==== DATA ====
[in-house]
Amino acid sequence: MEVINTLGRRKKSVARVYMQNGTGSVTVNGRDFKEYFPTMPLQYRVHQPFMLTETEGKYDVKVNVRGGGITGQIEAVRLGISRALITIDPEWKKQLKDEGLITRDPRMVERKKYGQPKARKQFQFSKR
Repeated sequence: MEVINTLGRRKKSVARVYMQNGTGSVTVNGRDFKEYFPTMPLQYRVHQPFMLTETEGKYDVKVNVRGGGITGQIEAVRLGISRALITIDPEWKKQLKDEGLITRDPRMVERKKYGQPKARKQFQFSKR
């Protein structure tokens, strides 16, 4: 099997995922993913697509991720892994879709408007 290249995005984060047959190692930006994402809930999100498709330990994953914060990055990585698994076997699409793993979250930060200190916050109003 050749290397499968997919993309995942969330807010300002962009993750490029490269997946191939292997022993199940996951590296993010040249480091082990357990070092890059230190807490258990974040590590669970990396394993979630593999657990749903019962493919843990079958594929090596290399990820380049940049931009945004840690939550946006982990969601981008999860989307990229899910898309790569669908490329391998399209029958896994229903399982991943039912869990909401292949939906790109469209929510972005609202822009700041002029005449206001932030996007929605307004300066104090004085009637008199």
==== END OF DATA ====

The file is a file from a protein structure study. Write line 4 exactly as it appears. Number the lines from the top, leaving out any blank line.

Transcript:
């Protein structure tokens, strides 16, 4: 099997995922993913697509991720892994879709408007 290249995005984060047959190692930006994402809930999100498709330990994953914060990055990585698994076997699409793993979250930060200190916050109003 050749290397499968997919993309995942969330807010300002962009993750490029490269997946191939292997022993199940996951590296993010040249480091082990357990070092890059230190807490258990974040590590669970990396394993979630593999657990749903019962493919843990079958594929090596290399990820380049940049931009945004840690939550946006982990969601981008999860989307990229899910898309790569669908490329391998399209029958896994229903399982991943039912869990909401292949939906790109469209929510972005609202822009700041002029005449206001932030996007929605307004300066104090004085009637008199």